As generations drift apart, turning irreconcilable, the old have no access to interlocutors among the young who can explain a rapidly- changing and newer, frightening world to them. (Interloqui, Latin ”to speak between”) The young and old do not exchange narratives: this mutual starvation results in the instability and hysteria of both youths and geriatrics, who end up lacking the sense of moral chiaroscuro and proportion which a writer like Czech Milan Kundera insisted was the basis for having a sense of humor : the ability to discern what is important from what is unimportant for Kundera constitutes the starting point of the ‘’sense of humor’’, a 6th sense among those distinguishing us from the majority of animals.

 Left to their own devices, to their nurses and Big Pharma by their offspring, the old instead are fighting it out in the ballot-boxes that determine frightening developments in politics in, for example the EU, political elections and newspaper opinion columns (all, admittedly, more politicized versions of bingo and tele-bingo). Meanwhile the younger generations have scarce access to the memory and oral history of generational continuity—and, therefore, less of an encounter with such epic yarns and with the visual, tactile and other rich sensory memory of the phantoms of the past: contact with the deceased (rather than the merely aged) ancestors. New languages and codifications have emerged between generations, clubs and other fault-lines, dividing evermore sharply than before. Who will be the interlocutors if we cannot find them among those living and dying?

Do the dead bear a grudge for being forgotten? Is there a language to communicate with the dead in a world where even the living do not speak but rather text with thumb-scroll? This exhibition surpasses implacable clichés like the Ouija board hype of the 19th century.

A radical leap is necessary. We hold that the animistic approach, a return to examples and objects relating to ‘’ancestor worship’’, to be that radical jump. Back is forwards. Through this aesthetic junction breakdown, we begin chiseling at the very foundations of the tight-knit oppression and codified, well-fed but oblivious and tight-assed misery of scientific, consumerist and management technocracy. We arrive back at the essentials and how we met each other in the long dark Neolithic night.

The artist can find a way to approach mystery and memory in a time of public amnesia and the aversion of any confrontation with mortality. The hands of ancestors do play a role in our daily and nocturnal existence—guiding, protecting or tormenting.

Some of the artists descend from immigrants and refugees and owe their existence today to such dangerous migrations. For example, artists like Ron Amir and Desimone harbor an ancestral agenda and cannot shy of referring the shipwrecked holocaust refugees on islands like Cyprus, or to those who were denied port and safe harbor around the world as they tried to flee Europe: a plight of our ancestors less than a century ago, of which we are reminded today in 2018, by the refugees on Mediterranean islands. “History don’t repeat but the bitch rhymes’’ said an indebted student of Mark Twain while visiting the author’s grave in Elmira, NY. Many other examples entirely unrelated to refugees, yet at odds with the frivolous, are omni-possible and will be sharply present.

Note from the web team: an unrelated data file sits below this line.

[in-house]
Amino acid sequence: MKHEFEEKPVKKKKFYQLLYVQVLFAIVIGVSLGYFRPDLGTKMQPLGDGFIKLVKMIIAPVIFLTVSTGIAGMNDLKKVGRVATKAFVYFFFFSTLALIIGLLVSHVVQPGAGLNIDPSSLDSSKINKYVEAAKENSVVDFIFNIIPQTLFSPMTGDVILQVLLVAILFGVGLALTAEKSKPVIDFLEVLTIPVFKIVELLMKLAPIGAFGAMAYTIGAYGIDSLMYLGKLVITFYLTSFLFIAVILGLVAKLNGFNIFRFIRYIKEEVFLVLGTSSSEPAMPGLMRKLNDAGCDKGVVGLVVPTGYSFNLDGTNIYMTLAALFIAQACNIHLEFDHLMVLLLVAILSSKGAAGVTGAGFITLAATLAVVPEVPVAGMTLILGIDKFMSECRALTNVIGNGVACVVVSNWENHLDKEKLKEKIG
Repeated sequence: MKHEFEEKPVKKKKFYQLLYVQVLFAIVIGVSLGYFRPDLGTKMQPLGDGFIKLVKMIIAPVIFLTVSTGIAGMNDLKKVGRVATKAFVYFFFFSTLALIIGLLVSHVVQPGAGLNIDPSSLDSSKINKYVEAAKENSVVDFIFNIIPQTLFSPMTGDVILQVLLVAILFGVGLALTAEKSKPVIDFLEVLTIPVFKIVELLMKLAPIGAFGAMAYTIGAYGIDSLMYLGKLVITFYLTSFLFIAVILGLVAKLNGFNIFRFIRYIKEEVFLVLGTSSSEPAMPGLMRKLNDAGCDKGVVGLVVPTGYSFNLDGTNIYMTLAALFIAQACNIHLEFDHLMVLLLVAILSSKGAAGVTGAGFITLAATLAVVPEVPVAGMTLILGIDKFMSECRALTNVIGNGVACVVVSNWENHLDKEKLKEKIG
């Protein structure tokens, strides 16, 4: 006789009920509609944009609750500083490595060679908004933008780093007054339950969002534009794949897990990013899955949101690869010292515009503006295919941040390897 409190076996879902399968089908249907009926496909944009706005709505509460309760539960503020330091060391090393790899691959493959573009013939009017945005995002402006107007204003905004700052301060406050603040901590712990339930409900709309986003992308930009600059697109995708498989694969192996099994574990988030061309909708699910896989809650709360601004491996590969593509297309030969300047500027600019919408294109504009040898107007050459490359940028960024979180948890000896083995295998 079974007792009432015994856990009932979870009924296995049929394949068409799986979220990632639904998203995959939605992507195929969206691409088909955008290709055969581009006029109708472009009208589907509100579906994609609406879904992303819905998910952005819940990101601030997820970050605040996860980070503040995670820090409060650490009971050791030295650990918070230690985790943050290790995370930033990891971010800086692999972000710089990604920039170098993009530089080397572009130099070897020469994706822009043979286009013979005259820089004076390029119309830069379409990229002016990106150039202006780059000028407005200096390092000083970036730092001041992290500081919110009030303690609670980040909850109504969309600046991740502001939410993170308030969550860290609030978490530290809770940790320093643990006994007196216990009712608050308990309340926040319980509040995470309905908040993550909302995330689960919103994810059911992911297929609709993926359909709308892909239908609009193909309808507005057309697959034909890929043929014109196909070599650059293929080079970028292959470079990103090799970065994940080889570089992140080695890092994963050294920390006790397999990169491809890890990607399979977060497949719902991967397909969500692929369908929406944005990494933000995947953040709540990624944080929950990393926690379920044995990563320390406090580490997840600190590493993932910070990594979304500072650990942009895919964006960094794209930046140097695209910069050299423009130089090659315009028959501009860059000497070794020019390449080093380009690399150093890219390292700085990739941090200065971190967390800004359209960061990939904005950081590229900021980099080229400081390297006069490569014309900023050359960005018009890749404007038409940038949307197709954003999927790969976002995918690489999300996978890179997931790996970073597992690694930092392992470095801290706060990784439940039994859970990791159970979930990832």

Arturo Desimone, January 2018

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In Farsi


https://hamsayegan.com/art-literature/نگاهی-به-نقاشی-های-آتوسا-بنده-رویاهای-پ/
Link to a translation by Reza Ghalebi of my article about a Dutch-Iranian artist, in the bilingual Iranian magazine Hamsayegan. The article

in English first appeared in Al-Arte.be

 

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article on Frank Martinus Arion in Sydney Review of Books


Link to my article on the Netherlands Antillean, Curaçaoan poet novelist and linguist Frank Martinus Arion, originally slated for publication for mid 2016, the essay finally saw publication in late february 2018.* https://sydneyreviewofbooks.com/was-arion-the-last-great-author-of-curacao/

(With the more recent film review I wrote of Ernest Dickerson’s screen adaptation of the novel ”Double Play” (Dubbelspel) as an added, later postscript )

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text in Serbo-Croatian language about my drawings


a short article by ex-Yugoslav art critic Zoran Djukanovic, author of ruminations on the graphic-novel, here talking about my drawings in Serbo-Croatian-Bosnian

Zašto bi ikada završio to što radiš?